With the likes of Spectre and The Hunger Games: Mockingjay Part 2 featuring on the silver screen over the next few weeks, two anti-piracy bodies are offering UK cinema staff £1,000 if they catch or prevent pirates from recording movies during film screenings.

The Film Distributors' Association (FDA) and the Federation Against Copyright Theft (FACT) have an existing rewards programme in place, which rewards cinema workers with cash payments of £500 each time they succeed in thwarting pirates – also known as "cammers" – but that figure has now been doubled.

The increased cash reward will be on offer from 23 October to 1 January 2016, which covers the Christmas movie season when some of the most anticipated new releases typically come out.

"The exceptional run of new releases is highly attractive both to mass-market cinemagoers and, regrettably, also to the networks of copyright pirates who persist in trying to rip off the creative industries and consumers," FDA CEO Mark Batey said at a ceremony at Universal Pictures on 21 October, according to TorrentFreak.

The ceremony was held to present cash prizes and certificates to 13 employees from UK cinemas who had helped to thwart illegal recordings of films such as Minions, Fast And Furious 7 and Pitch Perfect 2 when they were shown in cinemas earlier in 2015.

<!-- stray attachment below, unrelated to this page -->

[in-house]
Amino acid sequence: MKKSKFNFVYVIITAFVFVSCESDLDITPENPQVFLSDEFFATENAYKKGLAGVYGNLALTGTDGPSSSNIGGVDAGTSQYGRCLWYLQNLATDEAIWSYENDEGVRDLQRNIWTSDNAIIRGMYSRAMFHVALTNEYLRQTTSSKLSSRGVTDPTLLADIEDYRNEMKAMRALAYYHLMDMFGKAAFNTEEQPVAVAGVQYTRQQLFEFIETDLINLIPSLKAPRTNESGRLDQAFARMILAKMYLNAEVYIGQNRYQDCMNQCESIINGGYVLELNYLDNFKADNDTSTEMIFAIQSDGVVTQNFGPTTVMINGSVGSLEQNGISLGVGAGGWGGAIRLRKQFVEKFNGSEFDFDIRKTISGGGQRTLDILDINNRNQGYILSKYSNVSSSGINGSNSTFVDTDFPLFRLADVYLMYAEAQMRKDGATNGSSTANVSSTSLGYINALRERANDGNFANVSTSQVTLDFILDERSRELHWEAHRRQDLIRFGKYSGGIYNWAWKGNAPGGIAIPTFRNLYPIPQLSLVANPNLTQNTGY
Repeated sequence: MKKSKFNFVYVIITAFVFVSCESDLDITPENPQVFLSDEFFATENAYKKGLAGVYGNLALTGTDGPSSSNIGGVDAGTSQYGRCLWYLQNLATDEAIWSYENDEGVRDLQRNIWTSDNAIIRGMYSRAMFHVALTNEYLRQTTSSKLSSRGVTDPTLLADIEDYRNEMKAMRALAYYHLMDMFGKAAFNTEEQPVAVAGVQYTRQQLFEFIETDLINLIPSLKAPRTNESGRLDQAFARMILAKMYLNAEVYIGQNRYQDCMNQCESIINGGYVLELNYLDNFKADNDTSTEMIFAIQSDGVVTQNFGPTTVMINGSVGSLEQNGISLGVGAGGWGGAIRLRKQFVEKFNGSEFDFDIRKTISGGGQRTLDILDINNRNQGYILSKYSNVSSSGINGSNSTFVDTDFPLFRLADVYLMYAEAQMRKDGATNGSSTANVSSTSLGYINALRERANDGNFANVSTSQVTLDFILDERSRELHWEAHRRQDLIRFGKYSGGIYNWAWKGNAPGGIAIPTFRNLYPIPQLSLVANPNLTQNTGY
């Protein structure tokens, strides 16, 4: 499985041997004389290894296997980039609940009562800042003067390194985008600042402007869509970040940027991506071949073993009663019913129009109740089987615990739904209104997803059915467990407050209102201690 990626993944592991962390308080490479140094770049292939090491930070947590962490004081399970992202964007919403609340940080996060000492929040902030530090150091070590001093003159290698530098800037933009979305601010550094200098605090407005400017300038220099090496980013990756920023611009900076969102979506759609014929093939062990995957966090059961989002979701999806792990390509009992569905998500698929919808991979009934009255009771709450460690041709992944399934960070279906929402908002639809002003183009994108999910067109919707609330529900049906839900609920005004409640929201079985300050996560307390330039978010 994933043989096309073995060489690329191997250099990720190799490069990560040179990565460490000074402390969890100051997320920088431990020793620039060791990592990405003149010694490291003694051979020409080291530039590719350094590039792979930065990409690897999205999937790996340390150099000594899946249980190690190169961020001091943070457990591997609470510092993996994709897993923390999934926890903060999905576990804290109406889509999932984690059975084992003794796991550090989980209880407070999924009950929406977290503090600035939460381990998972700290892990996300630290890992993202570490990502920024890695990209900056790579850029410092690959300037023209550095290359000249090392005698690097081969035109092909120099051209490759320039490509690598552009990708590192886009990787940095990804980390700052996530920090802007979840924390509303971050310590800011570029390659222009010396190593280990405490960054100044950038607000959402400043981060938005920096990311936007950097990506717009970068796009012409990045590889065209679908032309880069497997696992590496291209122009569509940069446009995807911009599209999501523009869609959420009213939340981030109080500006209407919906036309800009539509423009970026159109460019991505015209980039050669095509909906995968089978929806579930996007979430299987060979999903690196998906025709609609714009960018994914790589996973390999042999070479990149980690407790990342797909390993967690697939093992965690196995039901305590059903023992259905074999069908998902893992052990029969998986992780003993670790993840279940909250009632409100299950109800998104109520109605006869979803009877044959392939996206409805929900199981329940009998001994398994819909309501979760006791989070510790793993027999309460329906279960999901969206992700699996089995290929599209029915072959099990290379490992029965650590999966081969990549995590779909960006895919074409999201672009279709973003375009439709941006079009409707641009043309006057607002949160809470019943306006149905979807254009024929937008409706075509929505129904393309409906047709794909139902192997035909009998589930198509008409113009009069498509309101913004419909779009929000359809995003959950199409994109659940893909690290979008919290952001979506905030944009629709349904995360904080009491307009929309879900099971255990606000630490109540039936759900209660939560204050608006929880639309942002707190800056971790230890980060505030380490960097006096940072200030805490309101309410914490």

According to FACT, camming of movies remains the source of over 90% of all pirated films today. In 2015, there were 11 incidents reported by cinema staff, with 10 attended by the police. One incident led to two arrests, while formal cautions were given out at four incidents.

Hollywood wants to prevent Spectre from being leaked

Daniel Craig in James Bond Spectre
Film distributors are keen to prevent Spectre from being leaked on the internet before it launches in the US and around the world Metro-Goldwyn-Mayer Pictures / Columbia Pictures

The UK will be the first country in the world to see the latest James Bond film Spectre when it debuts in cinemas on Monday 26 October, followed by six other European countries for the remainder of the month.

The film will be released in the US and many other countries from 5 November onwards, but there are concerns it will be leaked on to the internet before it is released to the rest of the world.

To that end, in September it was announced that UK cinema staff would be expected to wear military-grade night vision goggles during screenings of Spectre and Mockingjay Part 2 in order to detect camcorders and smartphones in the dark that might be hidden inside popcorn boxes or a sock with a hole in it.

"The bigger the film and the more anticipated it is, the higher risk it is. We have staff on extra alert for that. James Bond is a big risk and we will be working with cinema operators and the distributors making sure we will keep that as tight as possible. We really don't want to see that recorded," FACT director general Kieron Sharp said at the time.

"They [cinema staff] are on alert to really drill down on who is in the auditorium and who might possibly be recording. They still do the sweeps around the auditoriums with the night vision glasses regardless of the film. But sometimes extra security is put in place for things like Bond."